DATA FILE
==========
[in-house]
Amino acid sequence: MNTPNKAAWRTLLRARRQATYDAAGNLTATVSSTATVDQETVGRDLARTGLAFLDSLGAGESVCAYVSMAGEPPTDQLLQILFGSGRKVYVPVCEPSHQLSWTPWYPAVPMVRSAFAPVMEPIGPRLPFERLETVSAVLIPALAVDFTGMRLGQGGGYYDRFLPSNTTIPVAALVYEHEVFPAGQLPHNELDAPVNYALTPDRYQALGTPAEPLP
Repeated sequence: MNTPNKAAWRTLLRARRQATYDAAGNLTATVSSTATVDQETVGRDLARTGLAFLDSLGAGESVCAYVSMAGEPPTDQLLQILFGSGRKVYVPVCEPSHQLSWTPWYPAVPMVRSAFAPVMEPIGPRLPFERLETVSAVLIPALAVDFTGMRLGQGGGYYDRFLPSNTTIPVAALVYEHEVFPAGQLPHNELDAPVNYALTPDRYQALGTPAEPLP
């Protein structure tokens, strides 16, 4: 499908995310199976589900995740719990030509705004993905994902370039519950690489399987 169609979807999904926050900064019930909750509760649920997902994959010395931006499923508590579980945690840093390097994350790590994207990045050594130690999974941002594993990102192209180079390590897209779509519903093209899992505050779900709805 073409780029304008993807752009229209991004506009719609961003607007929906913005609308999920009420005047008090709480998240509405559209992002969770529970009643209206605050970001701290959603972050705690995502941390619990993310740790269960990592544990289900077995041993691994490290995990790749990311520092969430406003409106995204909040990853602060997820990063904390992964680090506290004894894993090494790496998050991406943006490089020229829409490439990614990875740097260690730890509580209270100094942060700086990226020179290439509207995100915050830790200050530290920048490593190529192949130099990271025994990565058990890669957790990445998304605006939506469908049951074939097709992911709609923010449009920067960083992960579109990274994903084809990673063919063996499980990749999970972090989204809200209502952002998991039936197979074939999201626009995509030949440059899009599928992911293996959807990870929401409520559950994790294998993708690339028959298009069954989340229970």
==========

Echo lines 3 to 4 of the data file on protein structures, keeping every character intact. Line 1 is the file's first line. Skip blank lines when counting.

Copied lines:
Repeated sequence: MNTPNKAAWRTLLRARRQATYDAAGNLTATVSSTATVDQETVGRDLARTGLAFLDSLGAGESVCAYVSMAGEPPTDQLLQILFGSGRKVYVPVCEPSHQLSWTPWYPAVPMVRSAFAPVMEPIGPRLPFERLETVSAVLIPALAVDFTGMRLGQGGGYYDRFLPSNTTIPVAALVYEHEVFPAGQLPHNELDAPVNYALTPDRYQALGTPAEPLP
């Protein structure tokens, strides 16, 4: 499908995310199976589900995740719990030509705004993905994902370039519950690489399987 169609979807999904926050900064019930909750509760649920997902994959010395931006499923508590579980945690840093390097994350790590994207990045050594130690999974941002594993990102192209180079390590897209779509519903093209899992505050779900709805 073409780029304008993807752009229209991004506009719609961003607007929906913005609308999920009420005047008090709480998240509405559209992002969770529970009643209206605050970001701290959603972050705690995502941390619990993310740790269960990592544990289900077995041993691994490290995990790749990311520092969430406003409106995204909040990853602060997820990063904390992964680090506290004894894993090494790496998050991406943006490089020229829409490439990614990875740097260690730890509580209270100094942060700086990226020179290439509207995100915050830790200050530290920048490593190529192949130099990271025994990565058990890669957790990445998304605006939506469908049951074939097709992911709609923010449009920067960083992960579109990274994903084809990673063919063996499980990749999970972090989204809200209502952002998991039936197979074939999201626009995509030949440059899009599928992911293996959807990870929401409520559950994790294998993708690339028959298009069954989340229970």